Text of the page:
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SQL Server
SQL 2005+

SQL Updates, Joins and Triggers

A common error when writing SQL triggers is to forget that an operation that affects multiple rows will cause a trigger to execute only once. One example of the problem can be solved using UPDATE statements that include joins.

Using JOINs in UPDATE Statements

To fix the trigger problem we need to be able to update one stock level row for each newly created order. We could create a cursor over the inserted table and loop through each row. Each iteration would update the stock level that corresponds to the cursor's current inserted Order. This would potentially be inefficient.

A better solution is to use an UPDATE statement that includes a JOIN. Such a statement allows you to update the rows in only one of the tables. However, the data used to control the updates can come from any of the joined tables.

The syntax for such an UPDATE statement is shown below.

    table-to-update-alias.column-1 = source-table-alias.column-1,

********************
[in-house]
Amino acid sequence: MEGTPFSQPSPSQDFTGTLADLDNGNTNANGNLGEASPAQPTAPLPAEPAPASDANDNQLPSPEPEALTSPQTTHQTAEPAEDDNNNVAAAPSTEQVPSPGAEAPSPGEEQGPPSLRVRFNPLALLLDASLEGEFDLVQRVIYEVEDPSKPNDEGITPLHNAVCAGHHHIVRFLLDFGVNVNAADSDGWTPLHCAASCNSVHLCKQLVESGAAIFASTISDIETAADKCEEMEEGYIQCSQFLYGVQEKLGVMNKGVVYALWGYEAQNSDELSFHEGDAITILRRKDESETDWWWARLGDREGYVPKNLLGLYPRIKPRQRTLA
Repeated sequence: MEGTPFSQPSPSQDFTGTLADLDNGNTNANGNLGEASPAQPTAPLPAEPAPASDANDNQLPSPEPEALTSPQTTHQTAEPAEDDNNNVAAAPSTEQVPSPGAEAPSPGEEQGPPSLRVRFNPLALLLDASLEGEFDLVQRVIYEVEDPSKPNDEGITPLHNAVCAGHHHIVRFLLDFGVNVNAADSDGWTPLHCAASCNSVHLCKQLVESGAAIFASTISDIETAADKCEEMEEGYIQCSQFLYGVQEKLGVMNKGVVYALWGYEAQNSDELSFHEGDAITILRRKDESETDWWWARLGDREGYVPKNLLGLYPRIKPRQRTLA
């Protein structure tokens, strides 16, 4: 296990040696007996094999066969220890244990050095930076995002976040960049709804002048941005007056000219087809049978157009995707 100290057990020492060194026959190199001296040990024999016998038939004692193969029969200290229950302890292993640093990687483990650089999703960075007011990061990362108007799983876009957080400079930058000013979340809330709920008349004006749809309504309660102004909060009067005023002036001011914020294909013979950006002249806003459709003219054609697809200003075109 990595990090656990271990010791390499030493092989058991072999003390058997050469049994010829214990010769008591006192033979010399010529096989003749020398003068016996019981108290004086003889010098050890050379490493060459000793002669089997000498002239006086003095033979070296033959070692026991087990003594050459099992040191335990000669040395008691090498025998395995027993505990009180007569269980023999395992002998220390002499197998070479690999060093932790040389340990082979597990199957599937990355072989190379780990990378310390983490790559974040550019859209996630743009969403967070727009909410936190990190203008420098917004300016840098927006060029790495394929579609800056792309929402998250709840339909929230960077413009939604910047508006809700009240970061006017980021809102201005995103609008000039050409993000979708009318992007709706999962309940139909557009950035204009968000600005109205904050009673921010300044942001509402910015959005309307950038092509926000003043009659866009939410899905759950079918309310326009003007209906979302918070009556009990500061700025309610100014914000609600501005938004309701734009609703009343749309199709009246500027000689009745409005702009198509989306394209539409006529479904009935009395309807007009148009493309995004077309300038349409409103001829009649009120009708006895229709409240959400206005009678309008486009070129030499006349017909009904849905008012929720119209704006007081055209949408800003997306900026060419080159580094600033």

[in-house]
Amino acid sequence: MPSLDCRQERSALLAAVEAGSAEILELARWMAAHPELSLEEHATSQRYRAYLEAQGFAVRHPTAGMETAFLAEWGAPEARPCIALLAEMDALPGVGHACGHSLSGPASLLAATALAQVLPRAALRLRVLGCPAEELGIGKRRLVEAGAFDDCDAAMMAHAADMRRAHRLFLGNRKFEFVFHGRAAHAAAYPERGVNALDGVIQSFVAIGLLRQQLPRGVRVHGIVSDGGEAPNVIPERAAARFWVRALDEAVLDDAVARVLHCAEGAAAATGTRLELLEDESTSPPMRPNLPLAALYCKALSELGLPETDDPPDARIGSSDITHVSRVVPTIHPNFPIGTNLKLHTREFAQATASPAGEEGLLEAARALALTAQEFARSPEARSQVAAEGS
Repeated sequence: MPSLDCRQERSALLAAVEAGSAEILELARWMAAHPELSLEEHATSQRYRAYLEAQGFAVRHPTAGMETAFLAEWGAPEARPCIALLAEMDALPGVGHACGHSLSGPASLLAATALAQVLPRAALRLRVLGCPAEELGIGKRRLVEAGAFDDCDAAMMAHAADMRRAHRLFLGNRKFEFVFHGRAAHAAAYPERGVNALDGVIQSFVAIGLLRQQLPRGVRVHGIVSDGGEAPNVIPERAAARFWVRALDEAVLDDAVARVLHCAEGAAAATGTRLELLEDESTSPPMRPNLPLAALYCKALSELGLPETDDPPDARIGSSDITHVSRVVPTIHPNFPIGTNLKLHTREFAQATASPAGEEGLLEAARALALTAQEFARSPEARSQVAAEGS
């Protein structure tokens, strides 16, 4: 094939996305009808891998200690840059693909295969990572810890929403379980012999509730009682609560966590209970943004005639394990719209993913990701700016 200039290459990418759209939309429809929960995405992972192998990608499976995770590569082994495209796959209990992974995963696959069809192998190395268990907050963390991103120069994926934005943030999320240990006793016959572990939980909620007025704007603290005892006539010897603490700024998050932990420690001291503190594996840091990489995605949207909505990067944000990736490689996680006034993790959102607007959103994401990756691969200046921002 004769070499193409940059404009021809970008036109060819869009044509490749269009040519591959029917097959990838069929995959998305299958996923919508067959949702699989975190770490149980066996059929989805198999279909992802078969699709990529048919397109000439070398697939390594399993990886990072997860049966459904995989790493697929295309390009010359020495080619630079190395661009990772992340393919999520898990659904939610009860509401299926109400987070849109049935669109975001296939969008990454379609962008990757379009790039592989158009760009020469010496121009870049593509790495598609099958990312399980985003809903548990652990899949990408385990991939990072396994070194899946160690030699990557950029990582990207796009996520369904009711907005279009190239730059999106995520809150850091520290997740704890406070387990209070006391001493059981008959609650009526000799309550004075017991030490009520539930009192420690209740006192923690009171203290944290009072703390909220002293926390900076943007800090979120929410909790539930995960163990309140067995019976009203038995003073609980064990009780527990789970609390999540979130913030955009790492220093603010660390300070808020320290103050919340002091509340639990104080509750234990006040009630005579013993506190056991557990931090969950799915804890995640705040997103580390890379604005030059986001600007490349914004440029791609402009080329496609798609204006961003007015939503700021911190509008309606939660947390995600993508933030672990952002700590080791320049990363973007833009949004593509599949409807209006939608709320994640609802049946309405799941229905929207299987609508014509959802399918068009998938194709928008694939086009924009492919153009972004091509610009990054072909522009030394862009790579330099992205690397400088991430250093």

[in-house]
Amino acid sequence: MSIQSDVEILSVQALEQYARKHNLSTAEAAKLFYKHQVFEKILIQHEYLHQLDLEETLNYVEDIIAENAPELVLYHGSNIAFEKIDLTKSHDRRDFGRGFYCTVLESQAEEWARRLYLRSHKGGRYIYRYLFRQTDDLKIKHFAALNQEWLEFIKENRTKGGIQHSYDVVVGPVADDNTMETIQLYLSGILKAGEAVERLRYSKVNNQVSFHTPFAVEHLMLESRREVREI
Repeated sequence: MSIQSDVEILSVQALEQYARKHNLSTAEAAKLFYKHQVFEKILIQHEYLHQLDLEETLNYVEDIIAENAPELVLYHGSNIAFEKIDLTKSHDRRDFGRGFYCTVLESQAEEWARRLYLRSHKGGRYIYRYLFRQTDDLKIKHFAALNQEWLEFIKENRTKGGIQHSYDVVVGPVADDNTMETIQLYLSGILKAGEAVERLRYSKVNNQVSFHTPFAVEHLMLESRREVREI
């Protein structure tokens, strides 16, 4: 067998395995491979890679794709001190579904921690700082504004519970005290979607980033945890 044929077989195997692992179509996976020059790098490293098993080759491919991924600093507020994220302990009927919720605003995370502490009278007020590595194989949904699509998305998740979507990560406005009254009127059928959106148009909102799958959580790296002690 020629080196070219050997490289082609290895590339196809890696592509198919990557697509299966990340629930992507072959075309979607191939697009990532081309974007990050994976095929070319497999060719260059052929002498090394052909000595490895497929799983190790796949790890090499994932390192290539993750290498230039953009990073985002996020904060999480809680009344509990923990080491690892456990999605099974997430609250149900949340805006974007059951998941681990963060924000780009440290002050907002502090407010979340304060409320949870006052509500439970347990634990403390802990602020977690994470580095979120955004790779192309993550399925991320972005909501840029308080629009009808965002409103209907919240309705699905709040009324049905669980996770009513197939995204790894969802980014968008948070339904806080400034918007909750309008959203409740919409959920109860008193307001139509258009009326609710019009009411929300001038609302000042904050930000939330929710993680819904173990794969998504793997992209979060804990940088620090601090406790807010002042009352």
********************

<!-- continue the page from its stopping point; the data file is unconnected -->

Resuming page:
table-to-update-alias.column-2 = source-table-alias.column-2,
    table-to-update-alias.column-X = source-table-alias.column-X
    table-to-update table-to-update-alias
    source-table source-table-alias
table-to-update-alias.join-column source-table.join-column

Correcting the Trigger

Using the above style of UPDATE, we can fix the faulty trigger. All that we need to do is join the StockLevels table to the inserted temporary table so that we can adjust all of the affected stock levels at once. The updated trigger is shown below.

You can see that we are updating the data in the StockLevels table, accessed via an alias of "S". This is joined to the inserted table, with the "I" alias, where the stock codes match. The new Allocated value is calculated by summing the current value and the quantity from each matching order.

ALTER TRIGGER AutoAllocateOrders
ON Orders

    S.Allocated = S.Allocated + I.Quantity
    StockLevels S
    inserted I
    S.StockCode = I.StockCode

Before we demonstrate the new trigger, let's delete all of the orders and reset the allocations:

UPDATE StockLevels SET Allocated = 0

Now re-run the INSERT statement to create three new orders.

INSERT INTO Orders (StockCode, Quantity)
SELECT StockCode, 1 FROM StockLevels

After the insert, the data in the StockLevels table is updated correctly and matches the new orders.

StockCode Physical    Allocated   Available
--------- ----------- ----------- ---------
ABC1      100         1           99
ZYX9      200         1           199
BWSP      150         1           149
10 March 2013